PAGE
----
THE HILL has been home to paranormal sightings for years, including a large creature described in many different ways—including a phantom wolf and a cat-like monster that stands on its hind legs.

Ayres Hall

Reports of the wolf spirit tell of its coal-black eyes and long sharp fangs. Those familiar with the story of the spirit refer to it as a barghest, a spectral hound with huge claws and teeth that was said to be an omen of certain death. The feline version of the Hill’s creature is often associated with the wampus cat of Cherokee legend, said to have piercing glowing eyes and, like the barghest, serve as a death omen.

A second spirit said to frequent the sidewalks of the Hill is much less scary—unless you take a look under his hat. Students have reported seeing a gentleman walking on the steps to Ayres Hall or strolling around the Hill. The apparition has been reported as wearing a celluloid collar and bowler hat, walking with his head bent and hands behind his back. Though some say he does not acknowledge those around him, others have seen him tip his hat, revealing a gaping hole in his head.

Built in 1931 with additions made in the 1960s, HOSKINS LIBRARY is home to a well-known spirit called Evening Primrose, who is said to be active but elusive. Stories tell of her playing with elevator buttons, knocking books from shelves, and, most peculiarly, baking cornbread. When the scent of freshly baked cornbread comes wafting through the halls, staff members know the spirit is to blame. The identity of Evening Primrose is unknown, but according to Volopedia, an alternate version of the story is that the building is actually inhabited by a family or group of ghosts. Maintenance workers have reported strange noises and elevators moving. A Daily Beacon article from 1988 reported that a worker kept hearing noises and locked himself in one of the staff rooms, refusing to come out until the morning crew arrived.

Perkins Hall

In the grassy area next to PERKINS HALL, it is said, a group of eight men dressed as Union soldiers can sometimes be seen looking over maps and talking. They are said to be the soldiers whose graves were discovered when the foundations for Barbara Blount Hall were unearthed in 1900. Construction was stopped, and the bodies were removed and reinterred at the National Cemetery in marked but unidentified, graves. Soon after Blount Hall was razed in 1979, reports of the meetings in the area next to Perkins began.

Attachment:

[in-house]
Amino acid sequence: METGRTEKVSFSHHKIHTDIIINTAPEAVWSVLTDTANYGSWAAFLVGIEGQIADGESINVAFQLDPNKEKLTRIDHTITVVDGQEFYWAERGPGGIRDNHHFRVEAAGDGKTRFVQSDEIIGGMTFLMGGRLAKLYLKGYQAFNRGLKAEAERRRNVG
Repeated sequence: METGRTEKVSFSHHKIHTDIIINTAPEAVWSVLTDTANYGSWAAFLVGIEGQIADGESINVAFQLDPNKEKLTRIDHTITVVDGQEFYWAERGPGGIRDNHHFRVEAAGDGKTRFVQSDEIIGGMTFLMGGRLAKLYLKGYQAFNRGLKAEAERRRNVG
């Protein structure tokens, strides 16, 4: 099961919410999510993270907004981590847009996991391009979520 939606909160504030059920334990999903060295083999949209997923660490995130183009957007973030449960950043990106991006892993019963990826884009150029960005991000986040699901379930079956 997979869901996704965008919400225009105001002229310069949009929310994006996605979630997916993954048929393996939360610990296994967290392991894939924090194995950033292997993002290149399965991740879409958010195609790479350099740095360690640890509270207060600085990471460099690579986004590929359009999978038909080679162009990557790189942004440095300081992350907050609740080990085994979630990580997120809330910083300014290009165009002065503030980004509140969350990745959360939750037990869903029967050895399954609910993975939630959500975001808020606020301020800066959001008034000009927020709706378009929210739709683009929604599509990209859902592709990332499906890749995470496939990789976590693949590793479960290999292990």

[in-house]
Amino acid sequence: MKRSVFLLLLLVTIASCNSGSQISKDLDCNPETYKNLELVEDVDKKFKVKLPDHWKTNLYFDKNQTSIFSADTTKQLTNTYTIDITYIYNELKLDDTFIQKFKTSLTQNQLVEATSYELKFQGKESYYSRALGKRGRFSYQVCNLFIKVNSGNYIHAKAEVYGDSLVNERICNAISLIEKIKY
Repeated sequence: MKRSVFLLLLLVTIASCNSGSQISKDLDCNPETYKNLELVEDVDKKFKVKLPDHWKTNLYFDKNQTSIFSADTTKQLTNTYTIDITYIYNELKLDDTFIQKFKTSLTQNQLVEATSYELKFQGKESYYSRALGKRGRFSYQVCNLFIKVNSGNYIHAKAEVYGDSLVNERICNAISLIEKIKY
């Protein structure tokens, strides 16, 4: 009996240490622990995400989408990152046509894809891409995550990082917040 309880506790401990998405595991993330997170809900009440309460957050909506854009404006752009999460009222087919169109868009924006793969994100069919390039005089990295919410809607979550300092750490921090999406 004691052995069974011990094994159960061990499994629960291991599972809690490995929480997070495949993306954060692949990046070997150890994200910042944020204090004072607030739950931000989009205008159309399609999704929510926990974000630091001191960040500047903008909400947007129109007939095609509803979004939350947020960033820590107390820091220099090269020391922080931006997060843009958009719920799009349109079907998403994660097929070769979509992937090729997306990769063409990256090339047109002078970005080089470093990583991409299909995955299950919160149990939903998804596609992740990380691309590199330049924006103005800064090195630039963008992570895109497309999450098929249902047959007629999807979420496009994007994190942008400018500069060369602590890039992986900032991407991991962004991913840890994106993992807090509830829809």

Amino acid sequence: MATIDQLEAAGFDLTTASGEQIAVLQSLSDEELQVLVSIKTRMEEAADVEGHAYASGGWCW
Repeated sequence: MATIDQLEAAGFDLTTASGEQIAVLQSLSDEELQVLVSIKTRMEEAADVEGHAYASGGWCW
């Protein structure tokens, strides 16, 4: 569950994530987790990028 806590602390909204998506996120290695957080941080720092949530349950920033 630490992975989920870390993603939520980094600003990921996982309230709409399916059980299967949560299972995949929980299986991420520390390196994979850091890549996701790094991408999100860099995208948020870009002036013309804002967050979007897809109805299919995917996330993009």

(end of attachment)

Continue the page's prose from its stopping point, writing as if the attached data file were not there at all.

Is there a campus quirk, mystery, or legend you’ve always wanted to know more about or have your own story to tell? Email us at or leave a comment below!

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1 comment

Domus February 12, 2024 - 10:44 am

Cassandra Sproles’ exploration of the myths and mysteries surrounding the University of Tennessee campus is a captivating journey into the history and folklore of this institution. From the canine legacy of Bonita, the Puerto Rican spaniel buried at Tyson Alumni House, to the lineage of Smokey, the university’s beloved mascot, the article weaves together intriguing tales that echo through the corridors of time.

The insights into campus traditions, like the superstition of walking on the seal on Ped Walkway, add a touch of whimsy to the narrative. The historical accounts of Haunted Strong Hall, where Sophronia’s playful spirit once roamed, and the spectral creatures on The Hill, evoke a sense of mystery and intrigue.

The stories of Evening Primrose in Hoskins Library, the Union soldiers near Perkins Hall, and the bones once stored under Neyland Stadium provide glimpses into the spectral undercurrents that have become part of the campus lore. Sproles’ meticulous curation of these tales invites readers to delve into the rich tapestry of the university’s history, embracing the myths and mysteries that contribute to its unique identity.